Protesters hold signs in support of the wedding of groom Mahmoud Mansour, 26, and bride Maral Malka, 23, outside a wedding hall in Rishon Lezion, near Tel Aviv August 17, 2014. (Photo:Reuters)
Mahmud and Morel never imagined that on the happiest day of their lives, they would walk down the aisle to racist chants by extremists opposed to the marriage of a Muslim and a Jew.
Their Sunday night wedding near Tel Aviv was marred by the bitter shouting of several hundred young protesters who joined a rally called for by Lehava, an extremist rightwing Israeli group that fights against intermarriage.
Dressed in T-shirts bearing racist slogans and whipped up by weeks of war in Gaza, the demonstrators played cat and mouse with around 100 policemen trying to stop them from insulting and abusing the happy couple and their guests.
Supporters of the young couple handed out flowers and waved signs reading: "Love conquers all" and "Jew and Muslims refuse to be enemies."
"Death to Arabs!" yelled back the protestors who waved giant Israeli flags.
The ugly confrontation made headlines and was carried live on national television in microcosm of the tensions which have been tearing at the seams of Israeli society, particularly over the past two months.
The love story between this 26-year-old Israeli Romeo and his 23-year-old Juliet began five years ago when businessman Mahmud Mansur met Morel Malka.
He is Muslim, she is Jewish, but has since converted to Islam.
Although they knew their union would spark family tensions, they had no way of knowing that it would become a catalyst for nationwide tensions further exacerbated by weeks of deadly fighting in Gaza.
And they had no idea of the storm that would erupt after they posted details of their forthcoming nuptials on Facebook, triggering calls by Lehava for demonstrators to storm their wedding hall.
"Nothing will break us, we'll have a wonderful marriage, the most beautiful that you can imagine," Mahmud said before the ceremony.
Before the main reception, the family pushed back the furniture inside their small apartment in the ancient port town of Jaffa, known for its mixed Jewish-Arab population, decorated the room and laid out sweet pastries on plates.
Dressed in an ornate white and silver dress with a plunging cleavage, her arms bare, the bride entered the room as music played and was warmly swept up in an affectionate embrace by her soon-to-be inlaws.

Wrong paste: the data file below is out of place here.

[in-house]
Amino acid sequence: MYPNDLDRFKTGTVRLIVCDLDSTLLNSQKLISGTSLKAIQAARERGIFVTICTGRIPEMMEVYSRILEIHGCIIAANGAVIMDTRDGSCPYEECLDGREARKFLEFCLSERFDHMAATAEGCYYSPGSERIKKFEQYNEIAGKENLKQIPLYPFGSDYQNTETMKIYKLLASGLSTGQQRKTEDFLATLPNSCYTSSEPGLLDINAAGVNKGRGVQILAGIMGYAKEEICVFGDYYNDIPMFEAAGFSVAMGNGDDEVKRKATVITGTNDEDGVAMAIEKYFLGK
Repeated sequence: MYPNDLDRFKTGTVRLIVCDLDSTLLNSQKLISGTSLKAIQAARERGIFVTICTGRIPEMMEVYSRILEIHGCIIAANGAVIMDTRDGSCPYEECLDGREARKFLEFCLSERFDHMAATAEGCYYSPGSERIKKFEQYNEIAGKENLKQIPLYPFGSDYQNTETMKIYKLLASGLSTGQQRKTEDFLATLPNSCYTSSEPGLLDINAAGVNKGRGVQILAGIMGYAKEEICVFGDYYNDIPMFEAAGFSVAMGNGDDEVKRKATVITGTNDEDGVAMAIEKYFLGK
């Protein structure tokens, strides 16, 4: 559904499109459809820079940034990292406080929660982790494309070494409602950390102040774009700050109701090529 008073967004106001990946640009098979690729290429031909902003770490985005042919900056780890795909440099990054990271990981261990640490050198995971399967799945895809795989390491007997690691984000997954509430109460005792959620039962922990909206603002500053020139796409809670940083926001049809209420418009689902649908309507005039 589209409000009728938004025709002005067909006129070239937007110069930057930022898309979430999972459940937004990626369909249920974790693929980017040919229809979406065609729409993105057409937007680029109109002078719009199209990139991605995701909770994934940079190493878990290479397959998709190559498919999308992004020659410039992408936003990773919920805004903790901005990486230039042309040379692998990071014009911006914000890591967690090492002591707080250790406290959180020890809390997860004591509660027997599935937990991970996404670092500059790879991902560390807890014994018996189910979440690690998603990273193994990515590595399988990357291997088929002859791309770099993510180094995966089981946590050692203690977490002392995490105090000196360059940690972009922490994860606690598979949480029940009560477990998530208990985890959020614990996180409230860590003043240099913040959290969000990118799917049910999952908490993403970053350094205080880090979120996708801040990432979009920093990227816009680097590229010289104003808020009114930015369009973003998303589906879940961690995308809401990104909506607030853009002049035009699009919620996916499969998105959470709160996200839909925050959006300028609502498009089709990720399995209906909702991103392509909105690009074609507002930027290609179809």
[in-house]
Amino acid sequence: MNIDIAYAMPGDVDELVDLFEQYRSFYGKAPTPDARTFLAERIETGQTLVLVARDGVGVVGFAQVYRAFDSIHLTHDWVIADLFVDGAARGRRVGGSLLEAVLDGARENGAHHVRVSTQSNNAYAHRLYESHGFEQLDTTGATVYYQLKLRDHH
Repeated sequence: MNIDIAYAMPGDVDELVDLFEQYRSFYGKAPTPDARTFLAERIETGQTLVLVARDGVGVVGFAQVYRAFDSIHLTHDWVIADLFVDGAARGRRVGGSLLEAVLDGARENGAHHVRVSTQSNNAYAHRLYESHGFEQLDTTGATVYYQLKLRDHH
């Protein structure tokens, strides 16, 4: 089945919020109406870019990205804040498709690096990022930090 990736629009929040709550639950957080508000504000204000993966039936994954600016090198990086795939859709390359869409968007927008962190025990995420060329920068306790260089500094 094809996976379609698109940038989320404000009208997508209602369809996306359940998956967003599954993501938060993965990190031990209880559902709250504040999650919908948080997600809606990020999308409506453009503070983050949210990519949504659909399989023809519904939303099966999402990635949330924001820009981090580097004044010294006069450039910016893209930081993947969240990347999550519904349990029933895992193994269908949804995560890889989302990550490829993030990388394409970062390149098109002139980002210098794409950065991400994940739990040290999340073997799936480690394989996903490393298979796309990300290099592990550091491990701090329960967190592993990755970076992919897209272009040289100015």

"Morel is my second daughter, I had just one and now I have two!" smiled Mohammed Mansur as he gazed on his son's bride.
But Morel's father was not there. He had already announced on television that he would not attend "his daughter's marriage to an Arab."
Her fiancé had spent most of the day at court in Rishon LeTzion in an attempt to prevent the expected demonstration from happening.
His lawyer explained all the attempts to intimidate and harass the couple in recent days, but the judge allowed the protest to go ahead, on condition it took place some 200 metres from the wedding hall.
The affair, which was splashed across the local media, even reached the ears of President Reuven Rivlin, who said the incitement against them was "outrageous and worrying."
"Mahmud and Morel from Jaffa decided to get married and live out their existence in a democratic state. Expressions of incitement against them are outrageous and worrying," said Rivlin, who holds far-right views but is known as a staunch defender of democracy.
"Not everybody has to join in the joy of Mahmud and Morel but everyone must treat them with dignity," he wrote on his Facebook page, wishing the couple "health, peace and joy."
Justice Minister Tzipi Livni said such expressions of hatred made her ashamed. "This kind of extremism is unbearable," she told public radio.
The couple employed bodyguards who had to verify the guest list and even frisk hundreds of guest, who had to push their way through a crowd of demonstrators.
"This is a wedding but there is nothing to celebrate because assimilation is a scourge," said Lehava head Bentzi Gopstein in reference to Jews and non-Jews mixing.